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The 40 Best Nu-Metal Covers of Pop Songs

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If you’ve been paying attention to Billboard’s Hot 100 chart recently, you might see a surprising combination of artist and title ascending its way up the ranks: Disturbed and “The Sound of Silence.” Yes, that is early-’00s drudge-metal outfit Disturbed that just climbed to No. 42, and yes, that is Simon & Garfunkel’s half-century-old ballad they’re doing it with. Pretty much everything about it marks as incomprehensible an anomaly as can be found in 2016 pop music. But just a decade and a half ago, alt-metal mooks covering Top 40 standards and classic-rock staples was as regular an occurrence in the mainstream as Jay Z boasting over pitched-up soul samples or Eminem trolling TRL starlets.

In recognition of this moment in pop history’s unexpected revival, we’ve compiled a list of the 40 best nu metal-era covers of pop songs — defining pop a little broadly, essentially as any song by a popular artist that isn’t particularly metal themselves. These covers aren’t often remembered that fondly — and indeed, most who lived through them may have tried their damnedest to forget as many as possible — but they represented a much-needed lighter side to one of the dourest sets of bands to ever infect American radio, and even if a lot of them were stupid, trashy, and/or downright inexplicable, they were always fun on some level. Not something that can always be said about Disturbed, you know? — ANDREW UNTERBERGER

40. Limp Bizkit, “Bittersweet Home” (Mötley Crüe and the Verve, Greatest Hitz, 2005)

A cover medley that, in every conceivable way, makes more sense than it should. Limp Bizkit clearly intended for it to be the end of Chapter One of their career; turns out, it was the last sentence to the whole book. — A.U.

39. Powerman 5000 feat. DannyBoy, “Relax” (Frankie Goes to Hollywood cover,  Zoolander OST, 2001)

In which Ben Stiller and Owen Wilson help Powerman go Powerpuff, unearthing in the process that Frankie Goes to Hollywood synths + nu-metal grime = Bon Jovi’s “It’s My Life.” — A.U.

38. Incubus feat. Big Punisher, “Still Not a Player” (Big Punisher cover, Loud Rocks compilation, 2000)

The Loud Rocks compilation from 2000 was a fascinating prospect: leaving rappers’ verses intact while rock bands handled the backing music and reinterpreted the hooks. Incubus know their way around funk, R&B, and drum’n’bass, so Brandon Boyd’s melodic sensibility was perfect for that “Boricua / Morena” chant, and his band successfully turned an easygoing club hit into an anxious highway pileup, even if Incubus aren’t now and won’t ever be players. — DAN WEISS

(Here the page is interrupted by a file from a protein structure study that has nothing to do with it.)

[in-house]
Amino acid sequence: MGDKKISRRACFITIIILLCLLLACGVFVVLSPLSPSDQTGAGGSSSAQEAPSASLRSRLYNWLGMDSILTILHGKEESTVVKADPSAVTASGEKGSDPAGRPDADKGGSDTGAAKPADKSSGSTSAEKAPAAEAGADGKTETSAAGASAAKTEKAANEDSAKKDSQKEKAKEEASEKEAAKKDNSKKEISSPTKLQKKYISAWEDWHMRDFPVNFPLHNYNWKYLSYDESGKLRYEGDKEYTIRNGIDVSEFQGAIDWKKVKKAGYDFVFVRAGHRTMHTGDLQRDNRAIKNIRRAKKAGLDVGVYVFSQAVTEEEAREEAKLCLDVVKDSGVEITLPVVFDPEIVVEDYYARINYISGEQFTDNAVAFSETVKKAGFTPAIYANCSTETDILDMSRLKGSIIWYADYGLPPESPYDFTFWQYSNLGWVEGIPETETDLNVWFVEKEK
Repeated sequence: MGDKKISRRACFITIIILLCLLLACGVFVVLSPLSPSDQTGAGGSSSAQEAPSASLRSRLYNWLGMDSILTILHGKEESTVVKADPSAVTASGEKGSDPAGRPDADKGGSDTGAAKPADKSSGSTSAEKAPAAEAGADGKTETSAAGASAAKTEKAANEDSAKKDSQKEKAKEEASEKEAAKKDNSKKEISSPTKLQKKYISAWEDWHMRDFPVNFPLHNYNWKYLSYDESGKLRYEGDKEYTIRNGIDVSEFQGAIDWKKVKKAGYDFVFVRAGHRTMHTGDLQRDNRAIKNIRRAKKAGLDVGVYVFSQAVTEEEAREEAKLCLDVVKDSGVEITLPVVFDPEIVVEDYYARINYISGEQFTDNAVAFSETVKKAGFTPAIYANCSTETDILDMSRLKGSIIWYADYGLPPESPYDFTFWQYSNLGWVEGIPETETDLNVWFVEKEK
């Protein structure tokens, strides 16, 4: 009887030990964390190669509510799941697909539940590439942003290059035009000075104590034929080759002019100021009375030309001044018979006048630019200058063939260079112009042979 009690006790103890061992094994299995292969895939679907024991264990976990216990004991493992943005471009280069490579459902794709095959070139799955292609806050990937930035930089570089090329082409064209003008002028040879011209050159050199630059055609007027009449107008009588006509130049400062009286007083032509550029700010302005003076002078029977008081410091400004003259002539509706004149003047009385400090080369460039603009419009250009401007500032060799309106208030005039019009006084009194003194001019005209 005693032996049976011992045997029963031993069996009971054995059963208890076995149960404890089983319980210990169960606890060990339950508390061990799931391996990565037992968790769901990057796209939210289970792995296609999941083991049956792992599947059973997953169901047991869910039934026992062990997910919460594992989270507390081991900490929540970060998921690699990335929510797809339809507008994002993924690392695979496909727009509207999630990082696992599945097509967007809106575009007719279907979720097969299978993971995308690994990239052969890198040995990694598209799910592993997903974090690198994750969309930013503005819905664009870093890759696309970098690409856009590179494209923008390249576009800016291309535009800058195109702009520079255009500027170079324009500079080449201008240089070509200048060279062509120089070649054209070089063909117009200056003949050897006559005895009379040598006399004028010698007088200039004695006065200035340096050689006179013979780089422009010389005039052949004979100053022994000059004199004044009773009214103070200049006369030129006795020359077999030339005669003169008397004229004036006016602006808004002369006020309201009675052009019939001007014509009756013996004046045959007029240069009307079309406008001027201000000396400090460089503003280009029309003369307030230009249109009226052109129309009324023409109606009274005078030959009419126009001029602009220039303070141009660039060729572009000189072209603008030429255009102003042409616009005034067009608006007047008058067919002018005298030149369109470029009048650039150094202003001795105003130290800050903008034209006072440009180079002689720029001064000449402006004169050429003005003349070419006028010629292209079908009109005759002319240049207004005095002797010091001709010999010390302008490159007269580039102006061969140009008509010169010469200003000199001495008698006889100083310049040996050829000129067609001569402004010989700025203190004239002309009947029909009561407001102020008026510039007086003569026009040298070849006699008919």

37. Kittie, “Run Like Hell” (Pink Floyd cover, Oracle, 2001)

One of nu-metal’s precious few female-fronted acts reorients the bass thump and arena-rock righteousness of The Wall’s disc-two highlight for imposing, downtuned oppression-rock. Not bad, but one of the few songs on this list that actually had the potential to be cooler than it was. — A.U.

36. Framing Hanley, “Lollipop” (Lil Wayne cover, The Moment, 2008)

A notable nu-metal viral sensation from 2008, long after the era was declared dead, the bad-porn dialogue (“Are you kidding? I love your friends. I’m glad they got to come.”) of the video’s intro really has to be seen to be believed. The remake of Lil Wayne’s goofy song itself was inevitable, with that four-note synth morse code rendering itself all too hospitable for a crunching, axe-heavy response. — D.W.

35. Static-X, “Speedway” (Elvis Presley cover, NASCAR: Crank It Up compilation, 2002)

Or you can just look over the tracklist to 2002’s NASCAR: Crank It Up collection and marvel at the time when a whole compilation of major rock artists could be birthed from the crumbs left over from over-consumption of Metallica’s “Fuel.” — A.U.

34. Godsmack, “Rocky Mountain Way” (Joe Walsh cover, Live and Inspired, 2012)

Nu-metal’s grooves were usually better suited for tribal incantations than boozy bar nights, so leave it to the era’s only band whose frontman has a “Poker” subsection on his Wiki page to finally find the middle ground between ’70s and ’00s butt rock — a decade after the fact, no less. — A.U.

33. Three Days Grace, “Wicked Game” (Chris Isaak cover, One-X Deluxe Edition, 2006)

Final proof that — despite your best karaoke-night efforts — it is straight-up impossible to ruin “Wicked Game.” — A.U.

32. Linkin Park, “Rolling in the Deep” (Adele cover, iTunes Festival, 2011)